St. Clair trustees report on recent conference

CALCUTTA — During their meeting this week, St. Clair Township officials reported on their recent trip to Columbus for the township association conference, during which they attended various classes and trade shows.

Trustees, fiscal officer Deborah Dawson and road foreman Scott Barrett attended the conference, where they were able to choose from a variety of classes about their respective jobs.

Among those that attracted Trustee Jim Hall was a class regarding the disposal of township property, which he said includes everything from desk chairs to real estate.

Hall also attended a class dealing with how to handle issues about noxious vegetation, junked vehicles, weeds and the like, and he brought information back to be reviewed for possible use here.

“There were a lot of informative sessions,” Hall said.

Trustee Jim Sabatini sat in on the economic development session, saying there was considerable discussion about Tax Increment Financing (TIF) districts and New Community Authorities (NCA), which is a method of applying for funding for economic development projects.

Chairman Bob Swickard chose to attend classes focusing on law, the General Assembly and human resources and said the trustees tried not to each attend the same classes.

Dawson attended fiscal office integrity training and also public records training, since she serves as the township’s representative for that.

This was the first time Barrett attended a conference, and he was able to sit in on some classes and looked over some equipment at a trade show before having to return back to the township to address the heavy snowfall which trustees said made their trip back to Columbiana County treacherous.

During this week’s meeting, police Chief Brian McKenzie was presented a $250 check on behalf of Michael and Rachel Blaner to benefit the K-9 program for “the good work it has done.” Trustees voted to accept the donation, which was presented by Doug Blaner.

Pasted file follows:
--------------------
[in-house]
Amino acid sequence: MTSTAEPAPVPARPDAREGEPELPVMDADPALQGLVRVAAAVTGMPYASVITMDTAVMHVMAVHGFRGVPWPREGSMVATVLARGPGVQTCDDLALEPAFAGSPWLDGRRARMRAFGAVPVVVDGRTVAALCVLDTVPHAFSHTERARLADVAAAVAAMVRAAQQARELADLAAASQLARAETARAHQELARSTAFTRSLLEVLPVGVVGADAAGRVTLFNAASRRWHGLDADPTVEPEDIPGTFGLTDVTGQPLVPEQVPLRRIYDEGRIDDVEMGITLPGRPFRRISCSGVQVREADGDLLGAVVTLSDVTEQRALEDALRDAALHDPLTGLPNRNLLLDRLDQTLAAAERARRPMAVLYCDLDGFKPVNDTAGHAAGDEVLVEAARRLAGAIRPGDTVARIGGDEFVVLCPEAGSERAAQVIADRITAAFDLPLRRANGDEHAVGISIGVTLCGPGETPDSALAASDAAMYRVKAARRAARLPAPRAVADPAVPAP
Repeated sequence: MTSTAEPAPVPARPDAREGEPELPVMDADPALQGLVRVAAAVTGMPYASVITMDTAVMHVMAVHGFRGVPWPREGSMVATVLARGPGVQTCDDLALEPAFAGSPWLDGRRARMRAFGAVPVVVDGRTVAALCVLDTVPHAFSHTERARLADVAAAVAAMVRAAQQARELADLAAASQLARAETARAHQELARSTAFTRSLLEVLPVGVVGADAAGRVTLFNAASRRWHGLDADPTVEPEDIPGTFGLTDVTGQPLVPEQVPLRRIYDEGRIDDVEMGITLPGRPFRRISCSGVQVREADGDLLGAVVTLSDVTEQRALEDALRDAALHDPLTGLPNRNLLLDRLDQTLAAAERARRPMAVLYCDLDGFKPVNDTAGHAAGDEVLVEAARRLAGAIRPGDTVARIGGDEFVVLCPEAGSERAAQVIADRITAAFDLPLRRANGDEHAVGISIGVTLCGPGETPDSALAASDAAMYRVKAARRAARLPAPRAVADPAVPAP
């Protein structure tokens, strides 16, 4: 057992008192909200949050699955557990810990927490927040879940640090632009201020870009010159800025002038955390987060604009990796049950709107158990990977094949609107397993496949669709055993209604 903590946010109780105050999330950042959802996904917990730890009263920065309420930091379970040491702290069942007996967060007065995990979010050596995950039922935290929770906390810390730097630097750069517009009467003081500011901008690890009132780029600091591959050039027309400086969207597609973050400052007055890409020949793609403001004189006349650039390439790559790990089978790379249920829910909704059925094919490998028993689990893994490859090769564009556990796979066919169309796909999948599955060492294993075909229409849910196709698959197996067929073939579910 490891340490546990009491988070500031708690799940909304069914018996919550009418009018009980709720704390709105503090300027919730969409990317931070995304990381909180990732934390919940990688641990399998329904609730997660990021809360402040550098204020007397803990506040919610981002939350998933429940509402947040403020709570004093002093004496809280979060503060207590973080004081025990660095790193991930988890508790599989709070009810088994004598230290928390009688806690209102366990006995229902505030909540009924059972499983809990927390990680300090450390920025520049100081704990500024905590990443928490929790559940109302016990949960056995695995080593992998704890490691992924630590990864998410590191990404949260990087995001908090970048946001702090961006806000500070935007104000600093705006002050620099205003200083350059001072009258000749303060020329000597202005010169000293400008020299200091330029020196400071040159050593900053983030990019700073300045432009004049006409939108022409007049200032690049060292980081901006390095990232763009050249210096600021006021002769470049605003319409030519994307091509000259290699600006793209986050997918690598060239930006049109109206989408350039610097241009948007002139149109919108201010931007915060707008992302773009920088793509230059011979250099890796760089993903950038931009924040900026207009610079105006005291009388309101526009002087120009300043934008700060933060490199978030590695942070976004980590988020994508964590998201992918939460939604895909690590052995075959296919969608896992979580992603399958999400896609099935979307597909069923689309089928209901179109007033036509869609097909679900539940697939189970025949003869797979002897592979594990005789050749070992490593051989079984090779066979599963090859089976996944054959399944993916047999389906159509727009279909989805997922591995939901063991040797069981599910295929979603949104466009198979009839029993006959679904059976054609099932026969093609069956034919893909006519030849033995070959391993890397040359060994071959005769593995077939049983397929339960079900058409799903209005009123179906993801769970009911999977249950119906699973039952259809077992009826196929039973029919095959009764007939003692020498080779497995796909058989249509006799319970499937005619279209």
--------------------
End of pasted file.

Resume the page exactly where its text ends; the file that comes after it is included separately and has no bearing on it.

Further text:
McKenzie also reported to trustees that a suspect in the Buckeye Pharmacy robbery has been sentenced to 20 years in prison, saying it was the last case he and former Detective Troy Walker worked on, after which current Detective Greg Smith “took up the reins,” resulting in an investigation that led to the arrest.

“There was a lot of technology and footwork to get them charged,” McKenzie said, adding that multiple jurisdictions were involved in the investigation.

“Good work,” Hall told him.

A resident addressed trustees without identifying himself, telling them he appreciates the strides that are being made with the township to make it grow, pointing specifically to the new car dealership that he called a “wonderful thing for the township.”

In other economic development matters, the same resident said he had applied for a job at the proposed Busy Beaver that will take over a portion of the former K Mart building and that a “soft opening” is planned for August.

Trustees voted to enroll in the Care Works Comp group rating for Workers Compensation at a cost of $2,053, which will mean a projected savings of $7,698.

In road-related matters, trustees approved the purchase of 600 tons of salt for $37,050.

It was reported a complaint had been received about water lying on the roadway at Martha Street and Y&O Road, which Barrett will check, and he will also check with the Ohio Department of Transportation about Swickard’s concern about a culvert at the lower entrance to Walmart.

Swickard announced the township administrative offices will be closed Feb. 18 in observance of Presidents’ Day.